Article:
One important preliminary consideration is whether or not to arrange a preliminary meeting with the mediator, as such meeting will be extremely helpful if the dispute involves a number of different parties. If the submissions or statements of case have not yet been exchanged, then such meeting is often vital. It is not usually necessary for the parties to attend, if they are legally represented. In that case, their legal advisers should attend a short meeting (about 2 hours) with the mediator, some 4 to 6 weeks before the date of the mediation itself. The agenda items are usually as follows:-


(a)        Time and place of the mediation;

(b)       Identity of parties and of the client’s representatives who will attend on their behalf

(c)        Timing of exchange stock/delivery of position papers;

(d)       Problems that either party can anticipate arising that might derail the process;

(e)        Procedure likely to be followed by the mediator at the mediation hearing; and

(f)         Shape of potential settlement agreement.


Mediations that fail usually do so for 2 primary reasons. The 1st is lack of clarity about the issues between the parties, particularly where the true value of the claim or counterclaim has not been vouched or otherwise clarified. Therefore, at the initial meeting, the parties should disclose all relevant information sufficiently enabling both parties to form a realistic view of the intrinsic value of the claim. The initial meeting is often a good opportunity to decide how long to set aside for the mediation itself. If the dispute involves 4 or more parties or the claim is for a large sum of moneys, then it is advisable to pencil a second day for mediation. Very occasionally, a 3rd day may be necessary. The 2nd reason for failure of mediation is the absence of critical decision makers or client’s representatives at the mediation hearing. It is, therefore, vital that the appropriate representatives of the parties must attend at the mediation with the requisite authority to resolve the dispute (better ask the parties to produce written authority, if they are representing companies).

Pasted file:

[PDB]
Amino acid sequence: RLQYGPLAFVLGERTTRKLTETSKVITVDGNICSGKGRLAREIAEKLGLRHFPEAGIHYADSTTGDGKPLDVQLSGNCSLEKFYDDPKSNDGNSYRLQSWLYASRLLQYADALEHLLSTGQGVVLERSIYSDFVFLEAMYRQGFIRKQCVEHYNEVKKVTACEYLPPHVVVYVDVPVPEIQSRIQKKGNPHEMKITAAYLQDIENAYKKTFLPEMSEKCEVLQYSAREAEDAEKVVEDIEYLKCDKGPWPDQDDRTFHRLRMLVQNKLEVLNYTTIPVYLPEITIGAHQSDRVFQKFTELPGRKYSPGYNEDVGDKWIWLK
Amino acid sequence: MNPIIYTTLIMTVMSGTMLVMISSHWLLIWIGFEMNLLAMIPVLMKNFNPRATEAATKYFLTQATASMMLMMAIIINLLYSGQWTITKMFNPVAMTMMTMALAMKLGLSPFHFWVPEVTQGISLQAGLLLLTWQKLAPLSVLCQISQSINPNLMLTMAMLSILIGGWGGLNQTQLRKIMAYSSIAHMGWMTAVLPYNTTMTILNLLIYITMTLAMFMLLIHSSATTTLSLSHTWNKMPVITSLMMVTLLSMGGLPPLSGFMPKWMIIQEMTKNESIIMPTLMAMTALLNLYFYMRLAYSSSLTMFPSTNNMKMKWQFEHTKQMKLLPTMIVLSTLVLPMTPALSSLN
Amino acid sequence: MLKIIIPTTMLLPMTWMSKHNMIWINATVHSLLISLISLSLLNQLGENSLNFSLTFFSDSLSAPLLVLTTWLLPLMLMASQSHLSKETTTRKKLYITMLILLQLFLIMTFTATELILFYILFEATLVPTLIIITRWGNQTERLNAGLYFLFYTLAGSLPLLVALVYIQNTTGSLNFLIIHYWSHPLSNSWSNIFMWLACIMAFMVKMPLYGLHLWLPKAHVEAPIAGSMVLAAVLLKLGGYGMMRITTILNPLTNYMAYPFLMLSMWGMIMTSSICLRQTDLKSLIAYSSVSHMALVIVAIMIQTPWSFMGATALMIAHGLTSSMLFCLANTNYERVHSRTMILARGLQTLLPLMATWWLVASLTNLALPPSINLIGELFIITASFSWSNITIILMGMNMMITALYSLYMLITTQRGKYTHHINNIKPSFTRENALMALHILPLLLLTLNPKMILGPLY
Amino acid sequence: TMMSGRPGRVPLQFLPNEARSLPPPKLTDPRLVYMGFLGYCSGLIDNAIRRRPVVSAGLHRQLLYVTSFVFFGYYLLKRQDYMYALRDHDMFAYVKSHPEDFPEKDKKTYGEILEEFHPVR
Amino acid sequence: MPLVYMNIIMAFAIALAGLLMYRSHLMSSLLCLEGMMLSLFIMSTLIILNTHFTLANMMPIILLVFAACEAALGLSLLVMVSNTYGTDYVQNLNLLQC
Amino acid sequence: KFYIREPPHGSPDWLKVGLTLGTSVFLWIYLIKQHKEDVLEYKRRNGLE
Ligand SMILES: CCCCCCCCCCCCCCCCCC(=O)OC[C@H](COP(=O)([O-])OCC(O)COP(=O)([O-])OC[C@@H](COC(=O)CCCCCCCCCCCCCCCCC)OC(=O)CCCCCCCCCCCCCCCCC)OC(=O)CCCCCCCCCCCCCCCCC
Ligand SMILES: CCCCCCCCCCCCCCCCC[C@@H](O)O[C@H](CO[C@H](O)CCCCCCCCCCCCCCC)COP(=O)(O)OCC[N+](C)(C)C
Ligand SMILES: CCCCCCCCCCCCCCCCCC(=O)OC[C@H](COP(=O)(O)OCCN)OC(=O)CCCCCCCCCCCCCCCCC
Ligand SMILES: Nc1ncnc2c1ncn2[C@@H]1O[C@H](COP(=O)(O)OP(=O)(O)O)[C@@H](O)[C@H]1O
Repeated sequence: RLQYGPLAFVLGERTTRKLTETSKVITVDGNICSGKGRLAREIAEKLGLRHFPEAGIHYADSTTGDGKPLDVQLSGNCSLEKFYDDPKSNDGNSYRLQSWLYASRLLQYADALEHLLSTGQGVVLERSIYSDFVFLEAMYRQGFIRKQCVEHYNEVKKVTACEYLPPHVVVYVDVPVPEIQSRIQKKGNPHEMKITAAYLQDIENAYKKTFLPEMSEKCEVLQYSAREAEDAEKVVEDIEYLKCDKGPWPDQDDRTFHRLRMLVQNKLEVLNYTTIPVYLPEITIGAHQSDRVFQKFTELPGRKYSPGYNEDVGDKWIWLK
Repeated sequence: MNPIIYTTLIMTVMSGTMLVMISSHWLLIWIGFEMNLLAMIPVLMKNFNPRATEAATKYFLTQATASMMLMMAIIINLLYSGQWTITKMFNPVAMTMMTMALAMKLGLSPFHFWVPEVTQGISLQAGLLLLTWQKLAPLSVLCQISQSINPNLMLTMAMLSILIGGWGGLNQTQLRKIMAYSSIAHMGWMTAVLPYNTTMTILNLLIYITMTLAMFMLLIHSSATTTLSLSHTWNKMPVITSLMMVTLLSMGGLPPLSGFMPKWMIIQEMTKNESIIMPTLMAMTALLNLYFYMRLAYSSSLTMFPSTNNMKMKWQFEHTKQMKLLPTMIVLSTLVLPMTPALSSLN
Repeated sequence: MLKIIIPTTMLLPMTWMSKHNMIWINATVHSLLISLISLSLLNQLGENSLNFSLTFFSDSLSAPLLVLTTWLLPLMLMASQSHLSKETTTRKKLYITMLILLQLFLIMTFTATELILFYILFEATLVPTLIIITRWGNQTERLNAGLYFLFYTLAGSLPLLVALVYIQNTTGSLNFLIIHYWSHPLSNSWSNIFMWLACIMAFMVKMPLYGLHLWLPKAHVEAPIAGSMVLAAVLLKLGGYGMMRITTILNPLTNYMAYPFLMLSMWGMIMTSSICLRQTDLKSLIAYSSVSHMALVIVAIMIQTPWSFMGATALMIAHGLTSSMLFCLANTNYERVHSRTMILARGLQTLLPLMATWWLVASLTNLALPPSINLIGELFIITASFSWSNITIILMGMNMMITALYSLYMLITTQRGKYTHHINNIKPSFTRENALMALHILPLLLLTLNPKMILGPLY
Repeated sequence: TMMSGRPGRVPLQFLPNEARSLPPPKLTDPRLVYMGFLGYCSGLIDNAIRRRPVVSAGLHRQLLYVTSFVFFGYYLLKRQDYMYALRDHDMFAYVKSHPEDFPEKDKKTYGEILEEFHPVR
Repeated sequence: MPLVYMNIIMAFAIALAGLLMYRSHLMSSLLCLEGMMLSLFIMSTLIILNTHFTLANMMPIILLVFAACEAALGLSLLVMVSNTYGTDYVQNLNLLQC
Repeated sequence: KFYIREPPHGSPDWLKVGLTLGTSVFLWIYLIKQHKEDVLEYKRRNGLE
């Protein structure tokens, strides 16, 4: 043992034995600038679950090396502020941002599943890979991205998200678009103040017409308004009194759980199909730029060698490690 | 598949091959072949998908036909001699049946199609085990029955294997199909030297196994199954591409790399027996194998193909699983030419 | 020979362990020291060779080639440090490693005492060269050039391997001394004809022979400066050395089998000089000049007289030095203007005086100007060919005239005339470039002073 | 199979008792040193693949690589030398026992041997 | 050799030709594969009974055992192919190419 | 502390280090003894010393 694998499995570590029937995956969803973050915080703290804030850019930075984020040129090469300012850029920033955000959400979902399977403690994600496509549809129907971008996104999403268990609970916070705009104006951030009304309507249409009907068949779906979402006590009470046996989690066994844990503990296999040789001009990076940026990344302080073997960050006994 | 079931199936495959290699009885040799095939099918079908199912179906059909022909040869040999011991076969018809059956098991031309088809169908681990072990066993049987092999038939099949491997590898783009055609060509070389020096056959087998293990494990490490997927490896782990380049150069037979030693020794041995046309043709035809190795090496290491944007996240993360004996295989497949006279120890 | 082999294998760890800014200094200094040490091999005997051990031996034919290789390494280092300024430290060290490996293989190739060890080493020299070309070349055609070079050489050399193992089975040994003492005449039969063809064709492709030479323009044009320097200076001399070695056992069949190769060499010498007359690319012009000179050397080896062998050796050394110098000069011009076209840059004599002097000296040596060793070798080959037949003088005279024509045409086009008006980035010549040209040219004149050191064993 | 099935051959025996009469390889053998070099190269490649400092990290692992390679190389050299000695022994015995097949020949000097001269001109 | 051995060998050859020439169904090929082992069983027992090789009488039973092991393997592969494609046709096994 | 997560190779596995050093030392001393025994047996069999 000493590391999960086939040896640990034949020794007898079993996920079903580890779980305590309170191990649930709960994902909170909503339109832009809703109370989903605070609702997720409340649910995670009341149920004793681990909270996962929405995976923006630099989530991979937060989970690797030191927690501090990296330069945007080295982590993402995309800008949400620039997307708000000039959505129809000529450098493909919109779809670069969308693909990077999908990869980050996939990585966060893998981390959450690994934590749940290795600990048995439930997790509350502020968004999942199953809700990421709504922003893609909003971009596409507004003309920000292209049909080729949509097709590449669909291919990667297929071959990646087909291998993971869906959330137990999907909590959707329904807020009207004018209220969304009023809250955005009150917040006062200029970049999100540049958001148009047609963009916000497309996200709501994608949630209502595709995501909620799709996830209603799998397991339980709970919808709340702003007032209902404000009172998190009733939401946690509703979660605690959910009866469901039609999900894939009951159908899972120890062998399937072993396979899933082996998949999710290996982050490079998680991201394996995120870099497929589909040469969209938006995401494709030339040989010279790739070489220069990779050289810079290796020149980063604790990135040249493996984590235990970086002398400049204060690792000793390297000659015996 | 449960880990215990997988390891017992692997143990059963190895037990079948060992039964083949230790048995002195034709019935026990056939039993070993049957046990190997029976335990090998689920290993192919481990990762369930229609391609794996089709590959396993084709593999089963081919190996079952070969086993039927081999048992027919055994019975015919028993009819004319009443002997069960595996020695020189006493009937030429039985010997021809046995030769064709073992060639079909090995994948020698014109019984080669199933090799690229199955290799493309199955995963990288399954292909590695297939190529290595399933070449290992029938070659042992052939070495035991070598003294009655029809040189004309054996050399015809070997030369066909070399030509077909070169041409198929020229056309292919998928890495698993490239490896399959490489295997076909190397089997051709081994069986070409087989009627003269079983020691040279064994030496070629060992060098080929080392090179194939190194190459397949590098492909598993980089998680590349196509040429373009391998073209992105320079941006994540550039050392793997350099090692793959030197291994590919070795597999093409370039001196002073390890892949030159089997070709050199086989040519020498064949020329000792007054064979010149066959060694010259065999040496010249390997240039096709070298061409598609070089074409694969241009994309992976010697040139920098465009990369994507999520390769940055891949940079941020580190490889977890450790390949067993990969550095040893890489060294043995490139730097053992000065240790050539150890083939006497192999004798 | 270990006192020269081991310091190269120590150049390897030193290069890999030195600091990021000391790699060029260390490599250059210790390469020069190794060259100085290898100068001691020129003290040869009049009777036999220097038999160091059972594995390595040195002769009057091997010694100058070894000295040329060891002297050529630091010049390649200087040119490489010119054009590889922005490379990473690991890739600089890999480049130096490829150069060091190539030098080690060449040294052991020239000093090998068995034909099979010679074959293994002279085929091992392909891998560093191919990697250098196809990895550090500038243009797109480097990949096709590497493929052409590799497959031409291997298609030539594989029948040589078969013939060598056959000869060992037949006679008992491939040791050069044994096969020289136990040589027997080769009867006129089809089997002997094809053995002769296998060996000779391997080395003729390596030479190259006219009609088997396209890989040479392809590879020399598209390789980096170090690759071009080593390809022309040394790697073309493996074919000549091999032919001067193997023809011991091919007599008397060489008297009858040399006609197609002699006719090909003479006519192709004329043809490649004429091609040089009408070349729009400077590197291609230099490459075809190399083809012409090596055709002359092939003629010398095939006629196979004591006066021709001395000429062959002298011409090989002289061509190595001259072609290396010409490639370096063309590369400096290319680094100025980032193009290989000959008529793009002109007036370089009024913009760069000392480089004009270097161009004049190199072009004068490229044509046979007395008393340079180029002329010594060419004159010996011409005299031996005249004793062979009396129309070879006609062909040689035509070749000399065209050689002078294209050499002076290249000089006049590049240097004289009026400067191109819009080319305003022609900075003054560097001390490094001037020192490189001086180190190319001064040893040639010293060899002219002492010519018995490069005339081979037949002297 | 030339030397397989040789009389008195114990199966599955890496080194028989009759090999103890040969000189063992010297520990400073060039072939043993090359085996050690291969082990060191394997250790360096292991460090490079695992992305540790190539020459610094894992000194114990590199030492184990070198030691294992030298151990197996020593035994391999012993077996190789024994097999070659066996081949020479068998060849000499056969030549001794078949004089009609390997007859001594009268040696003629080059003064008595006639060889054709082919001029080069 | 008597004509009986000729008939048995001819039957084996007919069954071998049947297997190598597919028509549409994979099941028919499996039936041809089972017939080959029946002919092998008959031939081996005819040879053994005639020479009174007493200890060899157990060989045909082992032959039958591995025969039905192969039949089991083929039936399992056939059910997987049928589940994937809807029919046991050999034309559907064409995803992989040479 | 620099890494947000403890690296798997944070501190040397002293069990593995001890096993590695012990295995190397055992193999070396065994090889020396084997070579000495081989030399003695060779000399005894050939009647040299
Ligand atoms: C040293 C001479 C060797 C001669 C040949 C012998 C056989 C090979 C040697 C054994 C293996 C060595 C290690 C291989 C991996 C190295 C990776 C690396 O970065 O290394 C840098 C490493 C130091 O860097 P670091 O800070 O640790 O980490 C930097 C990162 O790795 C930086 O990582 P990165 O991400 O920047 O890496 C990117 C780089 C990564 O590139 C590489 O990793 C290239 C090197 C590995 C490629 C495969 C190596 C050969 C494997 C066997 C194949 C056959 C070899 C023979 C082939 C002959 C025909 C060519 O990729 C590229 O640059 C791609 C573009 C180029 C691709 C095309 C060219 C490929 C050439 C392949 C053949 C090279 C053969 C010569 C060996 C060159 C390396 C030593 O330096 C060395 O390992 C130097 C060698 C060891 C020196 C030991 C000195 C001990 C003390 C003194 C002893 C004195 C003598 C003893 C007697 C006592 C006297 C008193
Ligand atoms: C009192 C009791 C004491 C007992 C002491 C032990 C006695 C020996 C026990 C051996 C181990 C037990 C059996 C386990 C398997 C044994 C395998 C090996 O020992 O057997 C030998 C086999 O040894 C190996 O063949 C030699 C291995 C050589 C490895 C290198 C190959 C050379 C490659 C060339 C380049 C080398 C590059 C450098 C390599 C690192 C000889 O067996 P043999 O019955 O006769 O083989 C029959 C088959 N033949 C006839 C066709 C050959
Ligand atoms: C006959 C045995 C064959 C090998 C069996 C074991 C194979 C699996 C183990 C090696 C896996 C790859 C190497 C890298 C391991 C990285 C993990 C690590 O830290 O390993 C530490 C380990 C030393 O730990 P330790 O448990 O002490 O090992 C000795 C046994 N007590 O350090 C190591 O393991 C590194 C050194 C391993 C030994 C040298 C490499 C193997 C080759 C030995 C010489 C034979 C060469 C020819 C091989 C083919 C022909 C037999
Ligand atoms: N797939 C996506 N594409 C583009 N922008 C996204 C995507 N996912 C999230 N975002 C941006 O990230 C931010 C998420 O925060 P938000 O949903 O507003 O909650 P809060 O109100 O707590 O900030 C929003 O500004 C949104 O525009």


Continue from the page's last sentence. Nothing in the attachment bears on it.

4.              Representation at the Mediation Hearing


As mentioned above, it is essential to have the appropriate parties with authority to attend at the mediation, in order to resolve the dispute then and there, and without the necessity of seeking for authority at the crucial time from a senior person in a company who happens to be unavailable at that important moment. Equally awful is for one of the parties to be represented by its CEO or chairman, and the other party by a junior or assistant manager etc. In such circumstances, the mediation can make matters worse and not better.


In considering client representation, it is important to consider to bring some or all of the following to the mediation:-


(a)        The disputant, together with the claimant and respondent;